South Korean President Moon Jae-in warned top business leaders of an extended battle with Japan over its export controls on vital manufacturing materials, raising concerns their latest fight could disrupt global supply chains.
On Wednesday, Moon told executives from about 30 companies including Samsung Electronics Co., SK Group, Hyundai Motor Co. and Lotte Group, that he saw Japan targeting South Korea’s economy for political gains. Japan last week imposed curbs on highly specialized products needed to make semiconductors and computer displays, and could also remove its neighbor from a list of trusted buyers.
“Despite our diplomatic efforts, we cannot rule out the possibility of this situation becoming prolonged,” Moon said. “Our government is forming a response system demanding Japan to withdraw its unfair export limit measures with a sense of urgency,” Moon said in Seoul, calling the current situation an “unprecedented emergency.”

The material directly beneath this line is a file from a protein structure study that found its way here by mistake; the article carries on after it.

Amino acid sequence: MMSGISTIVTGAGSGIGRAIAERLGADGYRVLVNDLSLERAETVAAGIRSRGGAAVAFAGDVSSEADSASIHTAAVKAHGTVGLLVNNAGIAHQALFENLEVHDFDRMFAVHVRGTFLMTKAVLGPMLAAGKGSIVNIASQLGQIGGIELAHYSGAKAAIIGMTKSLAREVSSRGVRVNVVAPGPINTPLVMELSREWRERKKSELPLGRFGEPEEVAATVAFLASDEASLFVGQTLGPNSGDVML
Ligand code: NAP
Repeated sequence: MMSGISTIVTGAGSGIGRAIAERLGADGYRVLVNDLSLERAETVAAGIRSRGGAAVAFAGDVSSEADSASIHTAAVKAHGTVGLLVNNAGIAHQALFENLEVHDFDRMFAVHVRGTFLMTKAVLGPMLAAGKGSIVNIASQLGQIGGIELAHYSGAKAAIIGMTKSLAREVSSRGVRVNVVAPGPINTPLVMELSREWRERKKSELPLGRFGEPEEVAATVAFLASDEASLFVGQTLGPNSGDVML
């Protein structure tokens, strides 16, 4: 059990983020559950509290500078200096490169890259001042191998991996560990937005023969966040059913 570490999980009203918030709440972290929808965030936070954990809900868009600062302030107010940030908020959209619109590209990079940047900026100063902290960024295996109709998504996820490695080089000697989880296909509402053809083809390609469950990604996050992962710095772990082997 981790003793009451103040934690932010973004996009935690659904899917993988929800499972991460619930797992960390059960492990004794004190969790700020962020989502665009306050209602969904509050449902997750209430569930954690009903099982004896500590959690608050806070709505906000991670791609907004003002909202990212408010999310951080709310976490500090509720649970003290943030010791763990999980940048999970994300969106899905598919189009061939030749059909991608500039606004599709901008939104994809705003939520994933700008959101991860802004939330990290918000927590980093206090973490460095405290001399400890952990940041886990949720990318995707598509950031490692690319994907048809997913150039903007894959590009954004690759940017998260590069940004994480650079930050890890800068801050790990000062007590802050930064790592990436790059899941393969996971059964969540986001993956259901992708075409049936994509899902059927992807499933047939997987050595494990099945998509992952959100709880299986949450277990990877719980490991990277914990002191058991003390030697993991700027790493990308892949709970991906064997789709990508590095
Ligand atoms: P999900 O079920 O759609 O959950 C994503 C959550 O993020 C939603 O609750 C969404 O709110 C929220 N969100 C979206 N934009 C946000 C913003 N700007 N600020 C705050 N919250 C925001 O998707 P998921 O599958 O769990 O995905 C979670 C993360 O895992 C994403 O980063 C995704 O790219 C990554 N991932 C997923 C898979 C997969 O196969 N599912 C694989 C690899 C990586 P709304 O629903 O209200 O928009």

Japan has said it made the move to ensure proper security and questioned its trust of South Korea after courts there last year ruled that Japanese companies needed to pay compensation to Koreans conscripted to work at mines and factories during Japan’s 1910-45 colonial rule over the Korean Peninsula. Tokyo said all claims were settled by a 1965 treaty and that it didn’t see the court decisions as valid.
The dispute has moved into the economic arena what the two see as proper contrition for Japan’s colonial rule. Past fights have mostly kept industries on both sides out of the fray but the worry now is that tensions between the major trading partners and U.S. allies could spiral out of control.